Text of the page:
South African township businesses needed to work “imaginatively” and think beyond car washes and spaza shops to foster productive, high-value economic activity in townships, Finance Minister Malusi Gigaba said on Wednesday.
In his Budget speech, he noted that factories, workshops, tech hubs and locally-owned retail operations needed to be established in townships, adding that the revitalisation thereof would transform the unequal spatial development of cities.
During the year ahead, government plans to spend around R200.1-billion on economic development, of which R23.3-billion will be dedicated to job creation and labour affairs and R32.9-billion to industrialisation.
Meanwhile, government also plans to spend R97.9-billion on economic regulation and infrastructure to further boost cities and urban development.
The first round of projects for the budget facility for infrastructure (BFI) was received in 2017, with 64 projects requiring around R139-billion having been reviewed.
Of the projects received, 38 met the requirement for evaluation. The evaluation process was currently being finalised and projects that meet the criteria were expected to receive approval for funding in the first quarter of 2018/19.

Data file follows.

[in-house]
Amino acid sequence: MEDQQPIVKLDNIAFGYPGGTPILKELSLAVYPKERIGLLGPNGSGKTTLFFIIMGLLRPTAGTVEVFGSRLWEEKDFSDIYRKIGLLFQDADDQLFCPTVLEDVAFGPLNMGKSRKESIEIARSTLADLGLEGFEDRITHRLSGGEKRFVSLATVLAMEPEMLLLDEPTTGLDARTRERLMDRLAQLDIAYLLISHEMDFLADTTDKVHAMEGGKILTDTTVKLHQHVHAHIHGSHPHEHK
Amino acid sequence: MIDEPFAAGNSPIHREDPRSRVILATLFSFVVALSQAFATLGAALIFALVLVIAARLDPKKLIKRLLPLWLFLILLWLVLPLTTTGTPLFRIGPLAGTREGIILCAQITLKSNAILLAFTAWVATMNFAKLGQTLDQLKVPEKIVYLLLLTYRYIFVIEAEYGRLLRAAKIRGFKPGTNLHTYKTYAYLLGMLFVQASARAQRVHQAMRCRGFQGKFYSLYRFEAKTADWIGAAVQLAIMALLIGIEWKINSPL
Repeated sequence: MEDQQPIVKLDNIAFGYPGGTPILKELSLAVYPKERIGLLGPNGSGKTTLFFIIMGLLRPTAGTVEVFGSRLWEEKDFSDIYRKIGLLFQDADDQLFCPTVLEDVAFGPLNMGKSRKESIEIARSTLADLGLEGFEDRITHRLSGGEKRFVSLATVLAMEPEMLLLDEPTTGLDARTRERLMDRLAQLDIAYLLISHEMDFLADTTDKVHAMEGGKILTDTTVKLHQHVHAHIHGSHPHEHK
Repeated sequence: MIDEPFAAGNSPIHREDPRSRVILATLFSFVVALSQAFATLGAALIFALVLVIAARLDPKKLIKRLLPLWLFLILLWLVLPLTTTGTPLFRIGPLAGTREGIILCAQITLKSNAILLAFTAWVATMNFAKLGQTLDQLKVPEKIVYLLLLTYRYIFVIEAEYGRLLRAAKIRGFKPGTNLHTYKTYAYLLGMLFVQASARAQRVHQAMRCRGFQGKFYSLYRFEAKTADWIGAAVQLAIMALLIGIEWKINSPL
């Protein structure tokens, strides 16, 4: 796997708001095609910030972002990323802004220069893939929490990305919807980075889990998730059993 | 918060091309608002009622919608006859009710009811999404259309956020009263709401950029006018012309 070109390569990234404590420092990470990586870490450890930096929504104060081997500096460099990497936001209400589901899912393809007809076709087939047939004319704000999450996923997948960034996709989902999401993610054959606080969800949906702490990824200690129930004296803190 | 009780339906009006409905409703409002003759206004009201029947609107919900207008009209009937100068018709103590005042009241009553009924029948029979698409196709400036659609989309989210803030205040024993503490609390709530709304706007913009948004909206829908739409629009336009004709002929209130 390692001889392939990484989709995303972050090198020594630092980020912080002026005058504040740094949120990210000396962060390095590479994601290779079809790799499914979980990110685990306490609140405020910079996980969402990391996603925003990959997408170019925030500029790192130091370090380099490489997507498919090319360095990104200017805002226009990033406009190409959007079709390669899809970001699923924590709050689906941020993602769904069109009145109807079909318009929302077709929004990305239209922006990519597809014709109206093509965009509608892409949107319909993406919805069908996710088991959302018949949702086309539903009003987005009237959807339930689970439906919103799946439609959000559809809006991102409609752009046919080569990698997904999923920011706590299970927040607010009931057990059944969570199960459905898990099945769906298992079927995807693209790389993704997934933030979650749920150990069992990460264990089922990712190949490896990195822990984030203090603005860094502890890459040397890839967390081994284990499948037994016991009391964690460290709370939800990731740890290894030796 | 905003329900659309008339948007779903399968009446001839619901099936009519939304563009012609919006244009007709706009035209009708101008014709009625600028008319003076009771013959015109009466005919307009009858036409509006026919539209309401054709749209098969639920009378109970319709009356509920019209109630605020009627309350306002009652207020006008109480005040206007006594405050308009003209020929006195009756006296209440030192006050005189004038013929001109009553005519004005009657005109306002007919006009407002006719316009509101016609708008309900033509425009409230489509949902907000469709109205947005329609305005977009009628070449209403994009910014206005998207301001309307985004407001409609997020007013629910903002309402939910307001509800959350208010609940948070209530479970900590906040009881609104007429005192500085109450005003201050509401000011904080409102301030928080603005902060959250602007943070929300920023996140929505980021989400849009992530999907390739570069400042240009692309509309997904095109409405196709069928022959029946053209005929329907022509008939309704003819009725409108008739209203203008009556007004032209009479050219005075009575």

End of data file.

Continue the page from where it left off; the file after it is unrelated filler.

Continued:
“The BFI should also assist us in attracting private investment for projects. Government continues to support South African companies to grow and to become more competitive through incentives in the form of grants, loans and tax allowances,” said Gigaba.
As such, R18.8-billion was allocated for industrialisation incentives over the medium term, of which an additional allocation of R3.3-billion is allocated for the economic competitiveness and support package to support growth and job creation in support of the Industrial Policy Action Plan.
Government was further spending a “significant” amount on small business support in the medium term, which aimed to foster and support entrepreneurs.
R4.9-billion was allocated for industrial infrastructure projects over the medium term for special economic zones, government-owned industrial and critical infrastructure projects to promote industrial development and increase investment and exports of value-added commodities.
Government said it was also aware of the potential of intermediate cities, that were smaller than the metros, but still significant urban centres.
The Budget, therefore, proposed to introduce a new, more flexible grant funding arrangement for these cities over the medium term.
“Cities will be able to opt to join this new grant, which will require more integrated long-term planning and a greater contribution to infrastructure investment from their own resources,” said Gigaba.